Staumont has allowed only five hits in his three starts, and the only run to score while he was on the mound for the Saguaros came because of a wild pitch on a swinging strike that put Nationals No. 8 Andrew Stevenson on base. Another wild pitch, a pitching change, a sacrifice fly and a base hit scored Stevenson.
But, he wasn't concerned with posting a 0.00 ERA for the entire Arizona Fall League season.
"If you give up a run in one inning, it's not necessarily a problem, and if you go scoreless for one inning, you just won that one inning," Staumont said. "So, if you take it one inning at a time, it's not so much a whole entire AFL season, it's just that you won that one instance."
While he posted a 4.23 ERA during his time with Class A Advanced Wilmington and Double-A Northwest Arkansas, he also led the Minor Leagues in walks with 104 during the 2016 season. His recent control over his high-velocity pitches have nabbed 11 batters for strikeouts and only allowed four walks in the Fall League.
"The continuation of the end of my season and the Fall League has been drastically different only because things are clicking," Staumont said. "Especially with velocity, when you finally find something that works for you and you can repeat."
His fastball is one of the things that has been working on the mound, accounting for about half of his pitches per game, but he also relies on his curveball.
"As soon as you find something that works for you, it allows you to be competitive," Staumont said.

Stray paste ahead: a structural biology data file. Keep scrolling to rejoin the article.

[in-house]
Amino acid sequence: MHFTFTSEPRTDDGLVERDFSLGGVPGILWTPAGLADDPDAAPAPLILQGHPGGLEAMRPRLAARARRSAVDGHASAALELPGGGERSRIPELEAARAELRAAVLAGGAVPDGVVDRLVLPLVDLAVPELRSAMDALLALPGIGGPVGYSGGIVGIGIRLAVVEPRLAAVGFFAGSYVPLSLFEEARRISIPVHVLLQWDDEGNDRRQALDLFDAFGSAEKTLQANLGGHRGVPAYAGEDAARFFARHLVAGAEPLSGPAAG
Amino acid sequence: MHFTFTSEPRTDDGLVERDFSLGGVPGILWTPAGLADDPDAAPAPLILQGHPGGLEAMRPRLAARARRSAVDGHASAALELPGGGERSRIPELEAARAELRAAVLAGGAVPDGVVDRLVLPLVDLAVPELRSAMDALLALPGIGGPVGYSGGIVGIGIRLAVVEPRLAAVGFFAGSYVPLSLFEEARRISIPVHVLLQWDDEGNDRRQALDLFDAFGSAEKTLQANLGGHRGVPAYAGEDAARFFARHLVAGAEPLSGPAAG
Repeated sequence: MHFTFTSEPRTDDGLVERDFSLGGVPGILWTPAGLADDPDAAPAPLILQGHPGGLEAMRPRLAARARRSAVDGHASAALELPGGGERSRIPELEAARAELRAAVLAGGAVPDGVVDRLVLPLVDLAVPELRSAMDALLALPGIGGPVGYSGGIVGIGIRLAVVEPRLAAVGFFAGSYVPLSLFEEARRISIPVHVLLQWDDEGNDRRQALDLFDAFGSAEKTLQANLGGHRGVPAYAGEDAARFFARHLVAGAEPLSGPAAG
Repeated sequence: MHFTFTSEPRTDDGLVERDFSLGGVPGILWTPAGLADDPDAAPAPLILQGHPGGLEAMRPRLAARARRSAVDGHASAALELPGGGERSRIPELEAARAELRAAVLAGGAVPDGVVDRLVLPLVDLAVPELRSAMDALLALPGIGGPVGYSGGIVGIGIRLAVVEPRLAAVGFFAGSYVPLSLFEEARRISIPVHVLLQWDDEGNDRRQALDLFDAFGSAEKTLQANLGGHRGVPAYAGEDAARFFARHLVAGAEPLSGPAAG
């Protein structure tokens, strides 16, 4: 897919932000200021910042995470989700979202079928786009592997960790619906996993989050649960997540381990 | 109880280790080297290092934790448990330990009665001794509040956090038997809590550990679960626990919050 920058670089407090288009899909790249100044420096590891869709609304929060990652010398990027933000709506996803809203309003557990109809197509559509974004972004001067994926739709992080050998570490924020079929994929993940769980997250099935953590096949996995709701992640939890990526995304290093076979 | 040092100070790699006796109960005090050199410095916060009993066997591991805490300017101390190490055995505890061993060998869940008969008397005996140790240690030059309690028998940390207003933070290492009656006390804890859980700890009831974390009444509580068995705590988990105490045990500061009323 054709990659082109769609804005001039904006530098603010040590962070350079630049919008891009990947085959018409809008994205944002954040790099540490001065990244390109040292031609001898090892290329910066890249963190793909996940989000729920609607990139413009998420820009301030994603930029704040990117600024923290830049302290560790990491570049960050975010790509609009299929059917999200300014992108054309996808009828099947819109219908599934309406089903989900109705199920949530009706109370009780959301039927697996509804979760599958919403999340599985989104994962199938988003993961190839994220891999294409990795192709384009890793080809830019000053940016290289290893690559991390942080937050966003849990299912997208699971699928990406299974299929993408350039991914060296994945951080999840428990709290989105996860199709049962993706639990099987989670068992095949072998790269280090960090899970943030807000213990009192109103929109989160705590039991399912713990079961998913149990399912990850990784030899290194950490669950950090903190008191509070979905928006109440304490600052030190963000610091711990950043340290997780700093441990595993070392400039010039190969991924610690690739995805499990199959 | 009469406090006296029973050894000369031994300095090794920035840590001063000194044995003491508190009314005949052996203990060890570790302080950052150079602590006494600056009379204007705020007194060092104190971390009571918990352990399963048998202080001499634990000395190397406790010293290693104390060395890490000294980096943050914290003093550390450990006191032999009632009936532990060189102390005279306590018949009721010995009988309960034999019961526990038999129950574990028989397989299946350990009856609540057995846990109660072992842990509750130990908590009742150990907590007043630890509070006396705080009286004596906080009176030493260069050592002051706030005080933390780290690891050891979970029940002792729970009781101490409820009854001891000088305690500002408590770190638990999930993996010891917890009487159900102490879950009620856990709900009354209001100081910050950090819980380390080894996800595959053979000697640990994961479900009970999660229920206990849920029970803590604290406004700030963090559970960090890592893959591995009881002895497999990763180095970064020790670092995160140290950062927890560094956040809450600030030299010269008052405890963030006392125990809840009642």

The 22-year-old was drafted by the Royals in the second round of the 2015 Draft out of Azusa Pacific University. He became the highest Draft pick out of Azusa, following the footsteps of seven other Major Leaguers, including Stephen Vogt of the Oakland Athletics.
His fastball has been rated at the top of his repertoire, scoring an 80, the highest possible by scouts. It can top out at triple digits but drops to mid-90's in late innings. Some headlines have called him a "power arm" and the "next No. 1 guy for the Royals," as well as mentioning the effect he could have in the Royals clubhouse as soon as 2017.
However, Staumont isn't fazed by high praises. He wants to see his own results by controlling his command and settling in on the mound.
"It tells me there's potential, but at the same time it's complete speculation," Staumont said. "It's all talk, so unless you actually do something on the field, it's never gonna happen, so that's my job now."
Trisha Garcia is a sports journalism graduate student at Arizona State University. This story is part of a partnership between MLB.com and ASU's Walter Cronkite School of Journalism and Mass Communication. You can follow her on Twitter @trishaanicole. This story was not subject to the approval of Major League Baseball or its clubs.